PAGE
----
Citywide Curfew as Protest continue around Chicago

Lightfoot’s announcement came at a Saturday evening press conference just about a half-hour before the curfew was set to go into effect.  Shortly after the press conference, an emergency alert about the curfew was sent via cellphones throughout the city.

Until further notice, Chicagoans are not to be on the city streets between 9 PM and 6 AM with the exemption of essential workers. The curfew is meant to help police, who are facing massive protests, particularly in the Downtown area. Lightfoot said they’d be able to use the curfew to “clean out and clear out” Downtown.

The curfew comes as a result of escalated violence seen after peaceful protests that took place in downtown Chicago.  Mayor Lightfoot expressed her “total disgust” at the number of protesters “who came to today’s protest armed for an all-out battle.” Lightfoot added, “You don’t come to a peaceful protest with a bowling ball or a hammer … I’m here to call you out.”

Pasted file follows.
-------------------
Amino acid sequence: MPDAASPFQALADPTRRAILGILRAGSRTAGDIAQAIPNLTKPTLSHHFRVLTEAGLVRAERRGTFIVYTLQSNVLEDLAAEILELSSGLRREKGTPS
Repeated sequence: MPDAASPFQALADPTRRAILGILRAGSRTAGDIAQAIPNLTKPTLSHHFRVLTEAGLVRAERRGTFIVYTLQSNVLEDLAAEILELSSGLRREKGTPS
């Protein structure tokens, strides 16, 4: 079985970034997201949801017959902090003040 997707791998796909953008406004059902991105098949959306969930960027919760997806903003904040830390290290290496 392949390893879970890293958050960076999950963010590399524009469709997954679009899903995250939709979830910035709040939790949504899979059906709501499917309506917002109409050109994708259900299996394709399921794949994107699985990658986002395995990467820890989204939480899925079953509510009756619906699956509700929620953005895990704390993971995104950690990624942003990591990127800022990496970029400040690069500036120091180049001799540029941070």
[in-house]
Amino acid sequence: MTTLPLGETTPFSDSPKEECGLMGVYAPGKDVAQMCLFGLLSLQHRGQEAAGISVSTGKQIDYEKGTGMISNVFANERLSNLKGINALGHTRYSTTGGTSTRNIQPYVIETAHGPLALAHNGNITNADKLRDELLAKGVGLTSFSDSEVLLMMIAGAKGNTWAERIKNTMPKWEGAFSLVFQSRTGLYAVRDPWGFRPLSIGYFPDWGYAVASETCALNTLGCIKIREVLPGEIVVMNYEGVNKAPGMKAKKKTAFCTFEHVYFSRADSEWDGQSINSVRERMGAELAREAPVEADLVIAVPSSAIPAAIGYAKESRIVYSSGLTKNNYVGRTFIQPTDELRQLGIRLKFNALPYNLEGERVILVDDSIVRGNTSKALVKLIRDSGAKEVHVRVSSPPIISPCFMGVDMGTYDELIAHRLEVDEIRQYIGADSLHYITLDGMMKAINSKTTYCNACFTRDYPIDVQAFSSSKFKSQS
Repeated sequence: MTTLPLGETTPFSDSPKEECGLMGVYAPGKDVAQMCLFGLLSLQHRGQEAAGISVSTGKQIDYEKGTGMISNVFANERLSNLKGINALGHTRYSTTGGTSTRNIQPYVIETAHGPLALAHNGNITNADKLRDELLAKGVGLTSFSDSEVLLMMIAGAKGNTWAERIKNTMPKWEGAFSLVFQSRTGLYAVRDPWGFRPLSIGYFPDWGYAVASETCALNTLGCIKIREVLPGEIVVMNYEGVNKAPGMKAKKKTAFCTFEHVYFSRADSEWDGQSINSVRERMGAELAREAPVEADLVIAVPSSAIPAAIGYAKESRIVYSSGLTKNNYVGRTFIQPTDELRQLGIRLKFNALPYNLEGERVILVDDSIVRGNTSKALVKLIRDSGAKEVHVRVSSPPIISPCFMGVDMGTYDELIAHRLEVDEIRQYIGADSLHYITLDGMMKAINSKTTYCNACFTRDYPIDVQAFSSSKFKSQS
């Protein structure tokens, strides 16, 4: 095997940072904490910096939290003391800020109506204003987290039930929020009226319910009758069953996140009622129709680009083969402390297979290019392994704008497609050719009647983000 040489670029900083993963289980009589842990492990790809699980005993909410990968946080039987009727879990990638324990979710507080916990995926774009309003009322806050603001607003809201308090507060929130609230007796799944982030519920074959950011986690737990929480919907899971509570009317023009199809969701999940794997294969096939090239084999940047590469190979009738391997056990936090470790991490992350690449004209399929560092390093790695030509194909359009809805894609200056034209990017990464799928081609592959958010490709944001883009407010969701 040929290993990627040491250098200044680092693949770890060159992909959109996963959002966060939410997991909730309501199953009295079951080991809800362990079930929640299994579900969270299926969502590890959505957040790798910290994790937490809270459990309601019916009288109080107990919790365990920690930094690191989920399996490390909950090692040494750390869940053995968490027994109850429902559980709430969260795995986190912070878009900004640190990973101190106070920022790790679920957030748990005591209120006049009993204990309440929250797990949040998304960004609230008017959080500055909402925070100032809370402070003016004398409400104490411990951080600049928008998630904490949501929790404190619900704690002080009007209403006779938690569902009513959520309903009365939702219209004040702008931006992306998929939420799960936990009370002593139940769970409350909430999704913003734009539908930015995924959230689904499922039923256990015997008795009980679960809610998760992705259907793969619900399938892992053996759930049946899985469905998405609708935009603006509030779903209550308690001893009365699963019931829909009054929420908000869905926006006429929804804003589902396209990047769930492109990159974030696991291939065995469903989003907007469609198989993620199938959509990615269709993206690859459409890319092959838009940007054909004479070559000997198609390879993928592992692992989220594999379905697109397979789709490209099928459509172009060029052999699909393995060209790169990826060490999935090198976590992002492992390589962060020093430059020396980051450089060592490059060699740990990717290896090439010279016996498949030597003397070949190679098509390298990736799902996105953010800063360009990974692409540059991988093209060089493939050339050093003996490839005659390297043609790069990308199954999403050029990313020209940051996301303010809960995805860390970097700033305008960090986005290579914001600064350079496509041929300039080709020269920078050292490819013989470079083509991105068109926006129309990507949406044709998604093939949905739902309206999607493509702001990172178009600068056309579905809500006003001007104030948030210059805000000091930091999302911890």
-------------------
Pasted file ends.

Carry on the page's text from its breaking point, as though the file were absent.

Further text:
“I applaud the vast majority of the individuals who came here to make true and lasting change peacefully, but to the rest of you, I’m here to call you out for your recklessness and for your obscene disrespect to the righteous cause you are trying to hijack.”

Mayor Lori Lightfoot’s imposed curfew comes on the heels of the killing of an African American Man, George Floyd, by Minneapolis police officer Derek Chauvin.

The city has seen people confronting police officers and damaging squad cars by jumping on it.  The pain surrounding the 2014 shooting of teenager LaQuan McDonald at the hands of the Chicago Police officer Jason Van Dyke is fresh in many Chicagoan minds.

“To be clear, I’ve marched in a few protests in my day, but neither I nor anyone that I was with saw the need to bring weapons to lift our voice and express our First Amendment rights,”  Mayor Lightfoot said.

There have been police clashes in other cities like Atlanta, New York, Phoenix, and Houston.  Mayor Lightfoot said there was no talk of bringing in the National Guard, as seen in other U.S. cities.

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